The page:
Origin of β-carotene-rich plastoglobuli in Dunaliella bardawil Academic Article uri icon


  • The halotolerant microalgae Dunaliella bardawil accumulates under nitrogen deprivation two types of lipid droplets: plastoglobuli rich in β-carotene (βC-plastoglobuli) and cytoplasmatic lipid droplets (CLD). We describe the isolation, composition and origin of these lipid droplets. Plastoglobuli contain β-carotene, phytoene and galactolipids, missing in CLD. The two preparations contain different lipid-associated proteins: major lipid droplet protein (MLDP) in CLD, and the proline-rich carotene globule protein (CGP) in βC-plastoglobuli. The compositions of triglycerides (TAG) molecular species, total fatty acids and sn-1+3 and sn-2 positions in the two lipid pools are similar, except for a small increase in palmitic acid in plastoglobuli, suggesting a common origin. The formation of CLD TAG precedes that of βC-plastoglobuli, reaching a maximum after 48h of N deprivation and then decreasing. Palmitic acid incorporation kinetics indicated that at early stages of N deprivation CLD TAG is synthesized mostly from newly formed fatty acids, whereas in βC-plastoglobuli large part of TAG is produced from fatty acids of pre-formed membrane lipids. Electron microscopic analyses revealed that CLD adhere to chloroplast envelope membranes concomitant with appearance of small βC- plastoglobuli within the chloroplast. Based on these results we propose that CLD in D. bardawil are produced in the endoplasmatic reticulum (ER) whereas βC-plastoglobuli are made in part from hydrolysis of chloroplast membrane lipids and in part by a continual transfer of TAG or of fatty acids derived from CLD.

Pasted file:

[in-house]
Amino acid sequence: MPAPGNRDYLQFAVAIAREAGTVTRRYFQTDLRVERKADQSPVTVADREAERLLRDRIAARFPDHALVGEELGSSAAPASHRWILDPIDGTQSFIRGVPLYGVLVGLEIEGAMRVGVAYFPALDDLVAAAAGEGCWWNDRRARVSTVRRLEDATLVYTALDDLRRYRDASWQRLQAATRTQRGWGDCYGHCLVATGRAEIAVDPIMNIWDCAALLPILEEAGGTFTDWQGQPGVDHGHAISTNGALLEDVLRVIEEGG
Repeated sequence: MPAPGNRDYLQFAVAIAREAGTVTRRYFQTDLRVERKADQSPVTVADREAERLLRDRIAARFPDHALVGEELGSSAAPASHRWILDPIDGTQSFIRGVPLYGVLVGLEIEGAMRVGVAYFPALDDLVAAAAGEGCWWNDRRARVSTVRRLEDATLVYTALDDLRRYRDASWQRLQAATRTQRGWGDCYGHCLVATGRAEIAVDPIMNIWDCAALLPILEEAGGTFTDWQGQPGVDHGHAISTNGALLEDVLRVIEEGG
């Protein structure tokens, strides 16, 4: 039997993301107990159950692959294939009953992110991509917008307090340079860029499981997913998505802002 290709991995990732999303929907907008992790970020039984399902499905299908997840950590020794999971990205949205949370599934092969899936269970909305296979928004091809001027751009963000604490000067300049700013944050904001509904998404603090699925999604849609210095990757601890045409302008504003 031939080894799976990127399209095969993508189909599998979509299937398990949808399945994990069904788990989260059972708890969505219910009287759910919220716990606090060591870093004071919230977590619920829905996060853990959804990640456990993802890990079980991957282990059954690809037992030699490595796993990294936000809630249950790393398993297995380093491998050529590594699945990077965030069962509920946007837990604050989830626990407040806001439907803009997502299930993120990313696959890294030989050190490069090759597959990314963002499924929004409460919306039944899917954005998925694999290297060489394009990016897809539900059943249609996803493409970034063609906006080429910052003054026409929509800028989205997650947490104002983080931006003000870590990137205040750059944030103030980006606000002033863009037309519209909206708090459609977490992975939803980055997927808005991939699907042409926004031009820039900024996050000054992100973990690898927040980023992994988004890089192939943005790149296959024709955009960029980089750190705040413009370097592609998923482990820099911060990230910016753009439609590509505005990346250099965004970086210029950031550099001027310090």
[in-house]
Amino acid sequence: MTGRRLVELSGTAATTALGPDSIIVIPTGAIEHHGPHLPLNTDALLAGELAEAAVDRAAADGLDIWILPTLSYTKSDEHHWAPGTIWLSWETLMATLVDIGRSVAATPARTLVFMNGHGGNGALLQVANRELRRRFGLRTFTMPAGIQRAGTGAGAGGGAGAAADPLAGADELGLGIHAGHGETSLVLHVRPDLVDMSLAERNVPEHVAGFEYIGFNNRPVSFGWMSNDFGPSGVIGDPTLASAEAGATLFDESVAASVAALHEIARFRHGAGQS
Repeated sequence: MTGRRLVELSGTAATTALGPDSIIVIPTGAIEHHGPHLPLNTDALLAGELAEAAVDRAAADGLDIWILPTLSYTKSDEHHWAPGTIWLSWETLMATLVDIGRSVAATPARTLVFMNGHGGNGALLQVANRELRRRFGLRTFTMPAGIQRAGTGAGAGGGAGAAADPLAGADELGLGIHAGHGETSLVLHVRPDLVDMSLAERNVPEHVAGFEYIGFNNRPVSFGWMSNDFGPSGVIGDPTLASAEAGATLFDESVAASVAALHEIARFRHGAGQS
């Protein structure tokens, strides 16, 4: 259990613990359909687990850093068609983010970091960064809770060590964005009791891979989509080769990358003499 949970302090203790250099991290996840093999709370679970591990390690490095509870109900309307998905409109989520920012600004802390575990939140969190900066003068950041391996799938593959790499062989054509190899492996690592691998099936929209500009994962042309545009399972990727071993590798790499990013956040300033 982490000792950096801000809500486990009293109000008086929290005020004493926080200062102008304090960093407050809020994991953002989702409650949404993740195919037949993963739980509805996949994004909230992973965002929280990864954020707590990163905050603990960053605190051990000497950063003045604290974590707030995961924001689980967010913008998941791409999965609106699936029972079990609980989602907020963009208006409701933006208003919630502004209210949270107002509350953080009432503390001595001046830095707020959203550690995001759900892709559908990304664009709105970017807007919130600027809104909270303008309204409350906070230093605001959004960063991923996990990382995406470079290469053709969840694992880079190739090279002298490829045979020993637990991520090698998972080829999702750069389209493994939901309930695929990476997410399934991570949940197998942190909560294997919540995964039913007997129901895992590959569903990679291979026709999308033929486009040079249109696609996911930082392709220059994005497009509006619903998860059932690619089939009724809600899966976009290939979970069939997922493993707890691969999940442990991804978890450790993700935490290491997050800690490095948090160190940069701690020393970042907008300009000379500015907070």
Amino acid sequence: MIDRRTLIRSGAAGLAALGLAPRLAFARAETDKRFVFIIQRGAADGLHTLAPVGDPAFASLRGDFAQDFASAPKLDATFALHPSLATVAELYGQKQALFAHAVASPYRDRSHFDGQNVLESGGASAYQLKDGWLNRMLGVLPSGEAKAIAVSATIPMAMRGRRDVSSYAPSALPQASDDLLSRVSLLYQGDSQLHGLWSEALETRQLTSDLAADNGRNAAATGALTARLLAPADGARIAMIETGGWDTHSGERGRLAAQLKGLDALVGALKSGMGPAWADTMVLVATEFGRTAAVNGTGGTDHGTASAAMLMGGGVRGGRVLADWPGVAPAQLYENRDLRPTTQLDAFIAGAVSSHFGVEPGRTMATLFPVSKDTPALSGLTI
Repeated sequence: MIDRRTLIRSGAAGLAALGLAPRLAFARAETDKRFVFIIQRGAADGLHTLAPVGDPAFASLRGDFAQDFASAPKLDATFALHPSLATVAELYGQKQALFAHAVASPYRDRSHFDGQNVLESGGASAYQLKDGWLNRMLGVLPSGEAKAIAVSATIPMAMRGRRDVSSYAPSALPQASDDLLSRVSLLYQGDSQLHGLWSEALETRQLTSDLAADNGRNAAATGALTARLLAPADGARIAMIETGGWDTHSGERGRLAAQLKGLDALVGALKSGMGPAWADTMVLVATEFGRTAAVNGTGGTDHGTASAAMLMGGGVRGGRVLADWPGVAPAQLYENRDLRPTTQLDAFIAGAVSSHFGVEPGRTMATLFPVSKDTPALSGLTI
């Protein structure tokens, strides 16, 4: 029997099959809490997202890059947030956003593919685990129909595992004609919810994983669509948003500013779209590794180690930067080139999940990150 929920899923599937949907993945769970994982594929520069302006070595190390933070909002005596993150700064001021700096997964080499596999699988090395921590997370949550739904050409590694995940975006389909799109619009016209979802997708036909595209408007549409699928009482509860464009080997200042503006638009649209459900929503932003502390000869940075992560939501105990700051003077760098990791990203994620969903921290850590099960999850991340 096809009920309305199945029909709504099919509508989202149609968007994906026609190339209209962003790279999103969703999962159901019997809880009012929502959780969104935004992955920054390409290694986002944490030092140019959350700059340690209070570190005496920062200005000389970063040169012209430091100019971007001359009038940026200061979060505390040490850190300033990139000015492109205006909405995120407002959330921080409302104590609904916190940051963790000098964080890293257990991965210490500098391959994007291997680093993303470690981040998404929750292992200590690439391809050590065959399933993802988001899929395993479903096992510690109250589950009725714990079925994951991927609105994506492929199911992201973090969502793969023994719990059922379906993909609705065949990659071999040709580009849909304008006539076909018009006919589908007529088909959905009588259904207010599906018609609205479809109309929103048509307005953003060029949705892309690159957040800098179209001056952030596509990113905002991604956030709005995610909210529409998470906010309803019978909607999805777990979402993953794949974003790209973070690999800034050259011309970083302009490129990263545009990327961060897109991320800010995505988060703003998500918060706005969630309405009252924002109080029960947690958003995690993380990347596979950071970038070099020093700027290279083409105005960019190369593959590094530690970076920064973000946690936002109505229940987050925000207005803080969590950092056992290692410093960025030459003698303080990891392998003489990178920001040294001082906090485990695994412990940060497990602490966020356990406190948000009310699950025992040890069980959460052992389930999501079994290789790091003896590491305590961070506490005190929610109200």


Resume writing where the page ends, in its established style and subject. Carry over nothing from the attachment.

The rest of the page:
publication date

  • January 1, 2014